The pair’s goal was to interpret a “meadow in the context of contemporary drawing and contemplative soundscapes.” They shared their prework – sound improvisations and sketches – in advance of the recording session. That in turn was incorporated into an exhibition entitled Wiese (German for meadow)hosted by Städtische Galerie Rosenheim last spring.

This audio recording is a lovingly detailed, hybrid ambient/field recording piece. We hear wind blow, birds sing, rustling hay, guitars and more. The 24-minute work is loosely formed, like a casual stroll through the meadow it’s meant to depict. Not quite searching, not quite aimless. It has an extraordinary strength of presence.

Pieces like this are often referred to as a meditation on this or that. Usually, that’s simply shorthand for quiet.

In this case, the two artists are so clearly contemplating their subject matter – the meadow and by extension nature – that the term is appropriate. It encourages both a reflection on the environment and introspection on our place within it.

Kevin Press

Chain DLK

This is an improvised musical collaboration, not beti chrween two musicians as you might expect from the accreditation, but between a musician and a visual artist who, after some correspondence and preparation, performed a live work consisting of Usenbenz performing improvised soundscapes while Lammers drew using charcoal, ink, brushes and his bare hands on a 7 by 4 metre canvas. On a limited edition vinyl, one side is etched with the 24-minute musical content, while the other has a screen-printed image of part of Lammers’ finished artwork.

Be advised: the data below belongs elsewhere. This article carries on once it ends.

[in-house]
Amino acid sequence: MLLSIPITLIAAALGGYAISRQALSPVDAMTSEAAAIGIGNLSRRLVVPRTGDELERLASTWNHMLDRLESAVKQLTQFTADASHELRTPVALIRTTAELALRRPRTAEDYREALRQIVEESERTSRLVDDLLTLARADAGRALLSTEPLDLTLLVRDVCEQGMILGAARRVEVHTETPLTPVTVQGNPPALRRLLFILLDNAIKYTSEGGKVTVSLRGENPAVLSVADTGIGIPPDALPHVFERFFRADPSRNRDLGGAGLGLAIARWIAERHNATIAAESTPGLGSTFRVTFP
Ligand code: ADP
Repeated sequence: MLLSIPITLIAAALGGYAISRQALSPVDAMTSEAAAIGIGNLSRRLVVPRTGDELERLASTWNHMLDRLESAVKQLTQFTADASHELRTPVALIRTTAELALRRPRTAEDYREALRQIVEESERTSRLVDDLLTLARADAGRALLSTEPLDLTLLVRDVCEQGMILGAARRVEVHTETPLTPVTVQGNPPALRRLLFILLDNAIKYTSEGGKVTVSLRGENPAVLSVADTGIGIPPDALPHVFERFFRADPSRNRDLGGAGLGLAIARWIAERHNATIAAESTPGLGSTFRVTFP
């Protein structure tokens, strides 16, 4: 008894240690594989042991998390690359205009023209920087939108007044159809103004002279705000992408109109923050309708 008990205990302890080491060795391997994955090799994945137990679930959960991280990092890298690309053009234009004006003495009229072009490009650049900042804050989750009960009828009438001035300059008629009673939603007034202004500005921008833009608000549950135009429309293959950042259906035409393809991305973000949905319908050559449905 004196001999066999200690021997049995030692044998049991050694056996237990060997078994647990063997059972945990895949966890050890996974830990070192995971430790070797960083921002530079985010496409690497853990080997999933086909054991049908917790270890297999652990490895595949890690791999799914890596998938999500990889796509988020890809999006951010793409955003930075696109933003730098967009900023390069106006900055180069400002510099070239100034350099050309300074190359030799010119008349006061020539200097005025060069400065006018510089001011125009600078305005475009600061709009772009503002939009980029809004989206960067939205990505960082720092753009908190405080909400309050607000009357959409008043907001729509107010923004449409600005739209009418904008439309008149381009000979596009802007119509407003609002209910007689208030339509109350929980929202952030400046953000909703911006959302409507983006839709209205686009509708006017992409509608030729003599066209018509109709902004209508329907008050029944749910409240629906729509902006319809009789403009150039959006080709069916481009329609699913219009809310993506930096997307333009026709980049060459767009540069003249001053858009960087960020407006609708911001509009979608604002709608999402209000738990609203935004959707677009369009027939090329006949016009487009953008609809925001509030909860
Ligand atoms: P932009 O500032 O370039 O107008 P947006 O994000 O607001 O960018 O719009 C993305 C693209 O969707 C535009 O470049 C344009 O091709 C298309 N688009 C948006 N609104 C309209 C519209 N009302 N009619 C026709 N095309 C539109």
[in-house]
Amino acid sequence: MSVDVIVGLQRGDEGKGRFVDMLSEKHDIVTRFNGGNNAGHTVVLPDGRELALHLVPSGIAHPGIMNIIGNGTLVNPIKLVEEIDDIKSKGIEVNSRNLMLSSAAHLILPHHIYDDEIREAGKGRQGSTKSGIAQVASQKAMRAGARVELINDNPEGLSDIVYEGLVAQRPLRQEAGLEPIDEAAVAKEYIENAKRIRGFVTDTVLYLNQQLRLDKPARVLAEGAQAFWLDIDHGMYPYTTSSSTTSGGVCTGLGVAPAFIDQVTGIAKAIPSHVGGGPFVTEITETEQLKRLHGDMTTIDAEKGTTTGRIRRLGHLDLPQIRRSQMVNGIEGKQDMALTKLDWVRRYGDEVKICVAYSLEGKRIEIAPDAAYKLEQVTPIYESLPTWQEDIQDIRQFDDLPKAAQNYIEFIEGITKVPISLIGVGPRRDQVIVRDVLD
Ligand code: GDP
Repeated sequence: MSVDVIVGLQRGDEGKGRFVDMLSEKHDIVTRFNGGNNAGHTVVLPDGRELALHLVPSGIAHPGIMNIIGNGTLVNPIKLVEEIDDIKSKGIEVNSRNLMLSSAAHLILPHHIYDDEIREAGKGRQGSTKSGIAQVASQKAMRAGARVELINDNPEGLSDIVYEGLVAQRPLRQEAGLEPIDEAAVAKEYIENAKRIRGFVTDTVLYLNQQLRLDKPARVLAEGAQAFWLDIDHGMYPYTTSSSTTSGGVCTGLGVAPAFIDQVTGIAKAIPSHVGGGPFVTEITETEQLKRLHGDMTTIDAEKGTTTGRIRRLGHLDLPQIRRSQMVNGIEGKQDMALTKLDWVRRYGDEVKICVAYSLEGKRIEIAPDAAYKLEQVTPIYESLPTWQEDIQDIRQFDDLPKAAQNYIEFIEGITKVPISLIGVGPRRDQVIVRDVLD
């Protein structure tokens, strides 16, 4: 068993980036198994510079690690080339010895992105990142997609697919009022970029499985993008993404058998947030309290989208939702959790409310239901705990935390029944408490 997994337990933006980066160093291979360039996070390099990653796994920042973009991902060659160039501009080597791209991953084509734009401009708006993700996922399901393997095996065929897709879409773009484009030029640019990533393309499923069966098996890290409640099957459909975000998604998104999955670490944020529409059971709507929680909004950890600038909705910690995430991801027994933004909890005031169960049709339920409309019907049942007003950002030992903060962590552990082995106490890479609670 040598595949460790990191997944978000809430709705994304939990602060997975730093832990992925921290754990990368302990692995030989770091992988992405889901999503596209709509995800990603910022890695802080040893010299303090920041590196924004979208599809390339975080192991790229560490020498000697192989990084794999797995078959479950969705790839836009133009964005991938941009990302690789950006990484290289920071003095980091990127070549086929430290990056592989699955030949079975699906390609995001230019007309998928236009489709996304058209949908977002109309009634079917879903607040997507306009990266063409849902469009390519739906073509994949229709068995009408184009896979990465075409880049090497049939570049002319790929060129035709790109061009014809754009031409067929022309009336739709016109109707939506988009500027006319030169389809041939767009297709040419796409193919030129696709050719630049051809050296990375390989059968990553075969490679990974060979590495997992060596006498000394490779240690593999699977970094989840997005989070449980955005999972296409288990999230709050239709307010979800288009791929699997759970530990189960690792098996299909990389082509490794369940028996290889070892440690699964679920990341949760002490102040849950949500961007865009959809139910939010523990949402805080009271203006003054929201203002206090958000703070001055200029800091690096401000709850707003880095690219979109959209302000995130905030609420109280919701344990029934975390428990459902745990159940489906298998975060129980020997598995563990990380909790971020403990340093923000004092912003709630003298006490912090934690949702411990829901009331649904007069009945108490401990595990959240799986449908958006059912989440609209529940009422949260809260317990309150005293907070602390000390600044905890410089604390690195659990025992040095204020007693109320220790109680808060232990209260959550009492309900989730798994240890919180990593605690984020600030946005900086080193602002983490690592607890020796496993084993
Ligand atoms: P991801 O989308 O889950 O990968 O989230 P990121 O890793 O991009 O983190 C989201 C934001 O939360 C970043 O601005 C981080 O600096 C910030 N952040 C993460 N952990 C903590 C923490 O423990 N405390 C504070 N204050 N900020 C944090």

It was performed in spring 2018 as an opener for an exhibition named “Wiese” (“Meadow”) although musically it’s not as organic as that may imply. Usenbenz uses a soft and long electronic drone with a slight texture of guitar tonality as a base, over which are sparingly layered field recordings and tape loops that have meadow elements- rustling hay, birdsong etc.- to extend the sonic picture. As it develops it becomes a little windier, perhaps more autumnal, and the guitar plucking becomes slightly more distinct, before an extremely long fade into low tones, ambience and nothingness.

I’m not a visual art critic so I won’t make any comment on the artwork, except to say that it feels like a reasonably appropriate fit for the sonics on the other side. The inclusion of sharp-edged lettering is perhaps a little misleading, perhaps suggesting the music has more attitude than it really has, or indeed suggesting that there’s any vocal or lyrical content at all which there isn’t.

It’s a succinct and successful little sound-and-pictures collaboration and while the theme and the sonic layout used are not especially ambitious, it’s certainly a high quality and engaging listen. by Stuart Bruce

A Closer Listen

Our regular readers may remember Ulm’s Andreas Usenbenz from Bells Breath, a lovely time-stretched recording that was also an installation.  Last spring he teamed up with Munich illustrator Christoph Lammersfor Drawing in Sound, a live performance during which the artists improvised with sound and brush.  Now this performance has found its way to vinyl, each copy screenprinted with a segment of the original art.